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Title: Remotely detecting submarine volcanic activity at Monowai : insights from International Monitoring System hydroacoustic data
Author: Metz, Dirk
ISNI:       0000 0004 7230 4994
Awarding Body: University of Oxford
Current Institution: University of Oxford
Date of Award: 2018
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Monowai is an active submarine volcanic center in the Kermadec Arc, Southwest Pacific Ocean. We show, using cross-correlation and time-difference-of-arrival techniques, that low-frequency underwater sound waves from the volcano travel in the Sound Fixing and Ranging (SOFAR) channel and can be detected by bottom-moored hydrophone arrays of the International Monitoring System (IMS), a global sensor network maintained by the Comprehensive Nuclear-Test-Ban Treaty Organization. Hydroacoustic phases associated with the May 2011 eruption at Monowai are identified in the record of the IMS station at Ascension Island, Equatorial Atlantic Ocean. The source-receiver distance of ~15,800 km is the furthest documented range of any naturally occurring underwater signal ever observed. Our observations are consistent with results from transmission loss modeling, which suggest that acoustic propagation at southern latitudes is facilitated by the anomalous temperature regime of the Antarctic Circumpolar Current. Subsequently, we examine the 3.5-year record of the IMS hydrophone station near Juan Fernández Islands, Southeast Pacific Ocean, for volcanic activity at Monowai. Density-based clustering of arrivals during the time periods when data is available, i.e. from July 2003 to March 2004, and between April 2014 and January 2017, reveals 82 discrete episodes that are spaced days to weeks apart, typically ranging from a few hours to days in length. The resolution of the hydrophone data for seismic events at the volcano is estimated at 2.2 mb and exceeds regional broadband networks by one order of magnitude. Considering the results and techniques developed in the study of Monowai, we investigate the 2014 submarine eruption of Ahyi volcano in the Northern Mariana Islands. Acoustic phases of the 15-day episode are identified in the record of an IMS hydrophone array located at Wake Island in the northwestern Pacific Ocean. Explosive volcanic activity occurred in two bursts, accompanied by a decrease in low-frequency arrivals that is interpreted as a shift in signal source parameters. Acoustic energy released during the event is on the order of 9.7 1013 J.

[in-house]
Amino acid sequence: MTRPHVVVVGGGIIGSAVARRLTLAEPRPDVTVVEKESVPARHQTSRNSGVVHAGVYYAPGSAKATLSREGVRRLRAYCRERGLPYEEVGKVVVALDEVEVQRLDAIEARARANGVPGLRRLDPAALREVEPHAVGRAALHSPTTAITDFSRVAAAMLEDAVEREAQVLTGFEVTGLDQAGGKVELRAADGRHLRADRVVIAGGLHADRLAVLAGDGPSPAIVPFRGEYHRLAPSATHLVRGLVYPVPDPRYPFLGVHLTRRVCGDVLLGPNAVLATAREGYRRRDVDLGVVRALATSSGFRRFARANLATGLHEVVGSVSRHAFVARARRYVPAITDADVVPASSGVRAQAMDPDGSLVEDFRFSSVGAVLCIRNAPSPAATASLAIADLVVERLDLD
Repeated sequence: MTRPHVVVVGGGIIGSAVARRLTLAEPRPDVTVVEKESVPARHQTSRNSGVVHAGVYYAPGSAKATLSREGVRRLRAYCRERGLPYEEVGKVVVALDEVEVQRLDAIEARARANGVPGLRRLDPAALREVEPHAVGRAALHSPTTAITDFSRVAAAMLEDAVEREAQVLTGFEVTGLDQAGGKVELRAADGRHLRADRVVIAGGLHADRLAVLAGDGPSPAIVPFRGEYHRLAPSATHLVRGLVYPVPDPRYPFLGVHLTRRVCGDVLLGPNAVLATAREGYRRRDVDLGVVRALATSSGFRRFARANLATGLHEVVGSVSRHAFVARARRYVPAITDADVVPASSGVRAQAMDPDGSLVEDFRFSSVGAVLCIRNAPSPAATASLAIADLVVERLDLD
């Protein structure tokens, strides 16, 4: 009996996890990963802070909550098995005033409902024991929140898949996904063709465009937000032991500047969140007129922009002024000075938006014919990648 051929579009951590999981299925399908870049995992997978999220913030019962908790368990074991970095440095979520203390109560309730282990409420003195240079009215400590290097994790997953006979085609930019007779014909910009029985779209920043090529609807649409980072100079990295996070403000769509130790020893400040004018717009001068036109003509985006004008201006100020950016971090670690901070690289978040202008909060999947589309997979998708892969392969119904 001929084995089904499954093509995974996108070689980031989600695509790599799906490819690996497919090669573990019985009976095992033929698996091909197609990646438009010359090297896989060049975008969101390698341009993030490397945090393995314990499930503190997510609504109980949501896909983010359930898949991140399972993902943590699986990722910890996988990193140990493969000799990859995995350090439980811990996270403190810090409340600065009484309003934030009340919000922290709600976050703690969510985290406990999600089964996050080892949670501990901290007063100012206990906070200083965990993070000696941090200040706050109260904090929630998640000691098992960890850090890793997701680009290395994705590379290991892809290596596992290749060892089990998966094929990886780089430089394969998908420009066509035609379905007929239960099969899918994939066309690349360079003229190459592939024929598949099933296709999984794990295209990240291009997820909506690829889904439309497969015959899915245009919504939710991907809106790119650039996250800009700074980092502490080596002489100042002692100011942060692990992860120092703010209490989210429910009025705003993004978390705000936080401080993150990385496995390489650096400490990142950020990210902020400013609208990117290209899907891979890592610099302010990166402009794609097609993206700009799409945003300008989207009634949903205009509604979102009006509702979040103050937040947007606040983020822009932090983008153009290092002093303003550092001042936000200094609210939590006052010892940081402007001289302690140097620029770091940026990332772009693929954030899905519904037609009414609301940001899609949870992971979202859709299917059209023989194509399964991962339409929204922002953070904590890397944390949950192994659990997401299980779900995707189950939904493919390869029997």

Supervisor: Watts, Anthony B. Sponsor: DAAD
Qualification Name: Thesis (Ph.D.) Qualification Level: Doctoral
EThOS ID:  DOI: Not available
Keywords: Submarine volcanism ; IMS ; CTBTO ; Monowai